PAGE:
Staying professional in a job interview may seem like an easy enough task, but do job seekers really know what that looks like to recruiters nowadays?
Only about 20% of applicants make it to the interview round in the application process, according to training and learning platform Simplilearn, which means that it's important to make the time in front of recruiters count. Resume Genius recently listed a guide to help job seekers navigate their interviews successfully.
"Interviews offer a chance to really connect with the employer — beyond just a candidate's resume, cover letter, or portfolio," says Eva Chan, career expert at Resume Genius "In 2024, we're seeing more layoffs and competition in the job market, and employers are going to be choosier about who they hire, which means prioritizing professionalism during an interview can significantly impact your success in securing a position."
In the years after the pandemic, the workforce has evolved to prioritize employees' work and their lives, and the interview process has done the same. Modern interviews are more relaxed and conversational as employers seek employees whose values and personalities align with the company. That being said, it is still paramount for applicants to find ways to stay professional while showcasing their true selves.
Job seekers can prepare for interviews by researching the companies they're interviewing with and better understanding what experience and skills recruiters are looking for, according to Chan.
"It's also easy for applicants to forget that interviewers want them to do well," she says. "Interviewers are evaluators, but they're also potential colleagues who genuinely want candidates to succeed. Not approaching the interview with this mindset is a mistake, whereas doing so can help you feel more at ease and engage in more natural and effective communication."
See what tips and tricks Chan shared on how to navigate the modern-day interview process while staying professional.
Dress to the company's culture
"What really matters here is effort. Employers want to see that you care about getting this role, and one easy way to show effort is to dress well. First impressions matter a ton. Applicants should show hiring personnel that they care about the job and they've done their part to look professional, but of course, most employers do know that even if a good employee isn't wearing a suit, it doesn't mean they're going to be a bad employee.
Diversity and inclusion policies are also making it easier to express your individuality at the workplace, but showing you care about this role is key here, and something that immediately sets a positive impression is the way you dress and how put together you look. I wouldn't recommend showing up to a work interview in anything super casual, even if that's what the workplace culture appears to be. If you're really unsure and want to show you're putting in effort, dress a level above the company's dress code. A little overdressed is still better than being underdressed."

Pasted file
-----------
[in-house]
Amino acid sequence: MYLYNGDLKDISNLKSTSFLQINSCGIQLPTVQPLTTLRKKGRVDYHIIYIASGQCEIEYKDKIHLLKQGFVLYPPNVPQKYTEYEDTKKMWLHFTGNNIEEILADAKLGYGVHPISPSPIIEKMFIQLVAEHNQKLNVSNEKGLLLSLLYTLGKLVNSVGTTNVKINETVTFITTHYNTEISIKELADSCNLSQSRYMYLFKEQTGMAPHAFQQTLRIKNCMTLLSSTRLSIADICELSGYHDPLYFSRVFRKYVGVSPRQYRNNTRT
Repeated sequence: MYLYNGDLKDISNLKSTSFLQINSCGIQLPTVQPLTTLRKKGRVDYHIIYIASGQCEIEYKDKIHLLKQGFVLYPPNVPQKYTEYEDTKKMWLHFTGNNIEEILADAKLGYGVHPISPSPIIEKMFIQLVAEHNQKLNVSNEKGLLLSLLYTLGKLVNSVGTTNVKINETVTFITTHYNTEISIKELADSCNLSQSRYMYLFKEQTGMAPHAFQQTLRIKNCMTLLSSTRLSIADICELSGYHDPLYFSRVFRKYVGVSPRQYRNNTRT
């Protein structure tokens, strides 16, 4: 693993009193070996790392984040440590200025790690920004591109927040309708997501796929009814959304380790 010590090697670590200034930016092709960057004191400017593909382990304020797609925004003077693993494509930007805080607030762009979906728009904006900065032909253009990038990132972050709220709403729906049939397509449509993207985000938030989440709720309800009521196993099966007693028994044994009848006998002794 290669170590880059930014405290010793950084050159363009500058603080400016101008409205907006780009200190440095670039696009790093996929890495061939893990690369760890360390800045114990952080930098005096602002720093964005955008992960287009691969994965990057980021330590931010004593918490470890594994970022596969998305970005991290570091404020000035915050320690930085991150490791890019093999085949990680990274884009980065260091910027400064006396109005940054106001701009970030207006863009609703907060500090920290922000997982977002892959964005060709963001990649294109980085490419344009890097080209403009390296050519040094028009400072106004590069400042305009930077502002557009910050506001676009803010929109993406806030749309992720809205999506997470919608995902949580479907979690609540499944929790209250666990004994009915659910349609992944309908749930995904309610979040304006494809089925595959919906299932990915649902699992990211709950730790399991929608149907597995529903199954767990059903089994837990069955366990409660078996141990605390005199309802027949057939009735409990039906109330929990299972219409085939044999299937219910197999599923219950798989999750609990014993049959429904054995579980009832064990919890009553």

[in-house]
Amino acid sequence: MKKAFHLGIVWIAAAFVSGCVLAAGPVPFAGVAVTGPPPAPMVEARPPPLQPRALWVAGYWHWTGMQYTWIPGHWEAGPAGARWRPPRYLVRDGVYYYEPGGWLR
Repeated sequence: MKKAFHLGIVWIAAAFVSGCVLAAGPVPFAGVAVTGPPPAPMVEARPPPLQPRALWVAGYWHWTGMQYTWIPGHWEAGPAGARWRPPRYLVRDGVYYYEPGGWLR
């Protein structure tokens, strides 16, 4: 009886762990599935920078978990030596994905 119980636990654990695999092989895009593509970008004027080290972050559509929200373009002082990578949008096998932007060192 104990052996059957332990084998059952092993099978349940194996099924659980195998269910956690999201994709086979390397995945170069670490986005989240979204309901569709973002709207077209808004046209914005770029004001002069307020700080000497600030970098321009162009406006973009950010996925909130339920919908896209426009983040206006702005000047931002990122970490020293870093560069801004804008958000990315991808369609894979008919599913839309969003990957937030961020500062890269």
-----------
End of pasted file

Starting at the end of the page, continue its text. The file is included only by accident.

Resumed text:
Keep your social media profiles clean
"As long as you aren't doing anything illegal or wildly inappropriate on social media, you'll be fine. Some employers care about culture fit, so be mindful about any political views you share, and whether you're bashing other employers or people online. Ultimately, employers are here to find applicants who are a great fit for the job and can stay long-term, and seeing a ton of red flags on your social media profiles like hate speech or long, politically-charged rambles isn't a good look."
Make sure conversation is respectful
"Applicants should avoid having poor body language and tone — beyond giving a poor handshake, which is a given, avoid fidgeting or fiddling with anything during the interview and sounding unprepared or unconfident. Preparation plays a big part in this, as sometimes it's hard to tell if someone is a good communicator with great body language through a video call. To show you're a professional with good body language, look at the interviewer when speaking, listen attentively, and show that you can keep up with social cues like smiling and nodding at the right times.
I also recommend that applicants take time to pause and think about the question they're being asked before rushing in to answer. Employers understand that it's a nerve-racking process, so be easy on yourself and take some time to answer well and not just for the sake of saying something."
"Hearing stories of how applicants have overcome adversity can be profoundly insightful. However, it's key for candidates to connect these experiences directly to the job role and demonstrate how they've emerged stronger and more skilled. Hiring managers particularly appreciate when these personal narratives are relevant to the company's values and objectives. Showing some of your personality and talking about your hobbies is fine.
Applicants should also be describing not just the journey of overcoming challenges, but also how these experiences have equipped them with unique strengths and perspectives that can contribute positively to the company's mission and culture. And when it comes to language, it's best to avoid swearing and overuse of slang — even if the company seems like a place where you can speak however you want."